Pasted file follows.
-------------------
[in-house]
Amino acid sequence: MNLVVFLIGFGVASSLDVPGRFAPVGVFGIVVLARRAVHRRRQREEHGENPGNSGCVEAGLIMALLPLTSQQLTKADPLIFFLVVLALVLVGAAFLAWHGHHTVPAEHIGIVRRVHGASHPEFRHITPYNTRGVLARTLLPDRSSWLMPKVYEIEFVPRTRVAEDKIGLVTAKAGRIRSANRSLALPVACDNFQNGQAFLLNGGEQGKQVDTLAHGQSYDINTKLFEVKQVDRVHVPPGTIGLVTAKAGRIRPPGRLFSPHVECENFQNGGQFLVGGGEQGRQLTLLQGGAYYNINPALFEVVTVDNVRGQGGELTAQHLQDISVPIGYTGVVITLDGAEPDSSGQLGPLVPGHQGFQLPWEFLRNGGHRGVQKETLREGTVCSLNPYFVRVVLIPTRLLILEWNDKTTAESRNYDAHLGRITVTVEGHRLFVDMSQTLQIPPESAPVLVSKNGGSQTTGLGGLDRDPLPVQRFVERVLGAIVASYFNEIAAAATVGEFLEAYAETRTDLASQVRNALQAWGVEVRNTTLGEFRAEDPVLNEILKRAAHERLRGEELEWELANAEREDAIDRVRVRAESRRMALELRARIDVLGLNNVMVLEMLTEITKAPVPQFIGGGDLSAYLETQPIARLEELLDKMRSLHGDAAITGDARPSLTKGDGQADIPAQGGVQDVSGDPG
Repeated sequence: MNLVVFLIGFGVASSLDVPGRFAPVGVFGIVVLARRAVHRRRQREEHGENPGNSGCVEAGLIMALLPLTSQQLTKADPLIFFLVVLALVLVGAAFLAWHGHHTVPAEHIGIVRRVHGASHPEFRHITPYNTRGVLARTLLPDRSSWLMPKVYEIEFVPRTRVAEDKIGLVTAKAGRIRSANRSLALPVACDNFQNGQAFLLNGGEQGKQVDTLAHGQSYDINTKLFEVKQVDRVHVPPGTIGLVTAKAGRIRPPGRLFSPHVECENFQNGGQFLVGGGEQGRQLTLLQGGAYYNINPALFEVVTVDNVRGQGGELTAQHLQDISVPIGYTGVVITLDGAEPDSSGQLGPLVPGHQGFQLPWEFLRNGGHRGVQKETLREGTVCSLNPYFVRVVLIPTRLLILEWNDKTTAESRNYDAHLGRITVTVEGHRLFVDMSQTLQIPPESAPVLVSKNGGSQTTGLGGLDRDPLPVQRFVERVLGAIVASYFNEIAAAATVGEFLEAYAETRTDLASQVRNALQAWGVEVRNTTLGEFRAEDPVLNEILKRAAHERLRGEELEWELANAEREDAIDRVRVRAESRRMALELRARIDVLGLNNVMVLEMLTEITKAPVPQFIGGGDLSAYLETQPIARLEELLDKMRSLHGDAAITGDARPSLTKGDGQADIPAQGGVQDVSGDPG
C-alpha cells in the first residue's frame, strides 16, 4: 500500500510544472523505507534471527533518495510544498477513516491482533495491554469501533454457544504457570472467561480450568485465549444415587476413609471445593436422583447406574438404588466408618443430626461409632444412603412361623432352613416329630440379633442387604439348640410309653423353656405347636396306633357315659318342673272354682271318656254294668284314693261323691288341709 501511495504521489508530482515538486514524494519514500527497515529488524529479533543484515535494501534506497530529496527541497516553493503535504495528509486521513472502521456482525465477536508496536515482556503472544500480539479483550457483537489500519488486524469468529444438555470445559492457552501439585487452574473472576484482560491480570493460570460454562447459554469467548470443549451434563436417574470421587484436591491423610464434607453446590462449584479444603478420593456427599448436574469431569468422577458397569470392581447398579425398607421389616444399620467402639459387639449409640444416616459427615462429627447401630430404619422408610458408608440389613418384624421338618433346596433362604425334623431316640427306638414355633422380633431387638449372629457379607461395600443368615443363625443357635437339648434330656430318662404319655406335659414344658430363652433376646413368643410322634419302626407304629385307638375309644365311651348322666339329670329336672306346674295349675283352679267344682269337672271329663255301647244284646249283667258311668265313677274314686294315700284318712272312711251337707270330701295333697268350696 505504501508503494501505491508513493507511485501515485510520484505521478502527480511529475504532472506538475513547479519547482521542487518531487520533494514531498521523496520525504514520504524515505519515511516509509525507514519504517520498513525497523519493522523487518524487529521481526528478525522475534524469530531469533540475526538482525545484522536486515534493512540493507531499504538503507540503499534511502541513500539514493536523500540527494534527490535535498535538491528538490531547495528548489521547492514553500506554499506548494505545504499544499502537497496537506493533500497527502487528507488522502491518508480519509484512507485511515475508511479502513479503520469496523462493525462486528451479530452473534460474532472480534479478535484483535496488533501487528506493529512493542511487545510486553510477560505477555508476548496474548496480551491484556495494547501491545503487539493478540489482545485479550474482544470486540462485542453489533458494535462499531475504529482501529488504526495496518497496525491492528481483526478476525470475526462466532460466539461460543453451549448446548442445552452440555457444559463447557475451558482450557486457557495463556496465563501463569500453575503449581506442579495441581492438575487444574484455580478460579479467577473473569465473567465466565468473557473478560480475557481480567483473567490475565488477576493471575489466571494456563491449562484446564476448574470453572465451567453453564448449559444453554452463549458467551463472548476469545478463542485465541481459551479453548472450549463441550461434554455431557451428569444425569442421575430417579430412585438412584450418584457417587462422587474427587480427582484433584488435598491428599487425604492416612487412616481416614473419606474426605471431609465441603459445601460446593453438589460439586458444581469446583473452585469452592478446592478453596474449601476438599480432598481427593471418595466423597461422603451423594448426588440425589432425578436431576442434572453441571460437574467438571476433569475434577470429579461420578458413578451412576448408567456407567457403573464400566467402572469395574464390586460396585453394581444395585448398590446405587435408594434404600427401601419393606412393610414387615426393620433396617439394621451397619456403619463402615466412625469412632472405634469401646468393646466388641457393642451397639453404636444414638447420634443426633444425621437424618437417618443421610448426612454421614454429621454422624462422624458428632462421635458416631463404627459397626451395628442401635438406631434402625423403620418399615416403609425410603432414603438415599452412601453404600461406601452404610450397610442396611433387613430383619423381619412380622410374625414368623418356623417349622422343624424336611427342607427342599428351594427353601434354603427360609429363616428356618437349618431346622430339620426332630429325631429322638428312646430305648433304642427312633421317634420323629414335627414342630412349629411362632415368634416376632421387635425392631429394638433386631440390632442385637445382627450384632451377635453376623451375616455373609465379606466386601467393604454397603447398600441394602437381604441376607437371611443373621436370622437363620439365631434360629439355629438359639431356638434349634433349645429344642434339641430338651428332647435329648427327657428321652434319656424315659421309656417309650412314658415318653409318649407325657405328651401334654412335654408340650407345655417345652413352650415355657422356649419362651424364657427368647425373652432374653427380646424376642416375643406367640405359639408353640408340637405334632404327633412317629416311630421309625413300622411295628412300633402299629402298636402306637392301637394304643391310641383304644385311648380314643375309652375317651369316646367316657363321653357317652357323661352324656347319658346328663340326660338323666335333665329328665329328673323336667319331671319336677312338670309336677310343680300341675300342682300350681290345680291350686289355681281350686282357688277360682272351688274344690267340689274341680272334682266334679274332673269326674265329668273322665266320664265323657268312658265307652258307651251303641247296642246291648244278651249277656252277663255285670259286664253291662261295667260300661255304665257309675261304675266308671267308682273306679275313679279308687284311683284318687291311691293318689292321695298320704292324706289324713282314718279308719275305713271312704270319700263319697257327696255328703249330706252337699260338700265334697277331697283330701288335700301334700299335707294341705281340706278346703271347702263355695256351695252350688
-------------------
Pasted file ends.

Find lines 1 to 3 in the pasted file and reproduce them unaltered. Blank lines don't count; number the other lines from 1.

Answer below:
[in-house]
Amino acid sequence: MNLVVFLIGFGVASSLDVPGRFAPVGVFGIVVLARRAVHRRRQREEHGENPGNSGCVEAGLIMALLPLTSQQLTKADPLIFFLVVLALVLVGAAFLAWHGHHTVPAEHIGIVRRVHGASHPEFRHITPYNTRGVLARTLLPDRSSWLMPKVYEIEFVPRTRVAEDKIGLVTAKAGRIRSANRSLALPVACDNFQNGQAFLLNGGEQGKQVDTLAHGQSYDINTKLFEVKQVDRVHVPPGTIGLVTAKAGRIRPPGRLFSPHVECENFQNGGQFLVGGGEQGRQLTLLQGGAYYNINPALFEVVTVDNVRGQGGELTAQHLQDISVPIGYTGVVITLDGAEPDSSGQLGPLVPGHQGFQLPWEFLRNGGHRGVQKETLREGTVCSLNPYFVRVVLIPTRLLILEWNDKTTAESRNYDAHLGRITVTVEGHRLFVDMSQTLQIPPESAPVLVSKNGGSQTTGLGGLDRDPLPVQRFVERVLGAIVASYFNEIAAAATVGEFLEAYAETRTDLASQVRNALQAWGVEVRNTTLGEFRAEDPVLNEILKRAAHERLRGEELEWELANAEREDAIDRVRVRAESRRMALELRARIDVLGLNNVMVLEMLTEITKAPVPQFIGGGDLSAYLETQPIARLEELLDKMRSLHGDAAITGDARPSLTKGDGQADIPAQGGVQDVSGDPG
Repeated sequence: MNLVVFLIGFGVASSLDVPGRFAPVGVFGIVVLARRAVHRRRQREEHGENPGNSGCVEAGLIMALLPLTSQQLTKADPLIFFLVVLALVLVGAAFLAWHGHHTVPAEHIGIVRRVHGASHPEFRHITPYNTRGVLARTLLPDRSSWLMPKVYEIEFVPRTRVAEDKIGLVTAKAGRIRSANRSLALPVACDNFQNGQAFLLNGGEQGKQVDTLAHGQSYDINTKLFEVKQVDRVHVPPGTIGLVTAKAGRIRPPGRLFSPHVECENFQNGGQFLVGGGEQGRQLTLLQGGAYYNINPALFEVVTVDNVRGQGGELTAQHLQDISVPIGYTGVVITLDGAEPDSSGQLGPLVPGHQGFQLPWEFLRNGGHRGVQKETLREGTVCSLNPYFVRVVLIPTRLLILEWNDKTTAESRNYDAHLGRITVTVEGHRLFVDMSQTLQIPPESAPVLVSKNGGSQTTGLGGLDRDPLPVQRFVERVLGAIVASYFNEIAAAATVGEFLEAYAETRTDLASQVRNALQAWGVEVRNTTLGEFRAEDPVLNEILKRAAHERLRGEELEWELANAEREDAIDRVRVRAESRRMALELRARIDVLGLNNVMVLEMLTEITKAPVPQFIGGGDLSAYLETQPIARLEELLDKMRSLHGDAAITGDARPSLTKGDGQADIPAQGGVQDVSGDPG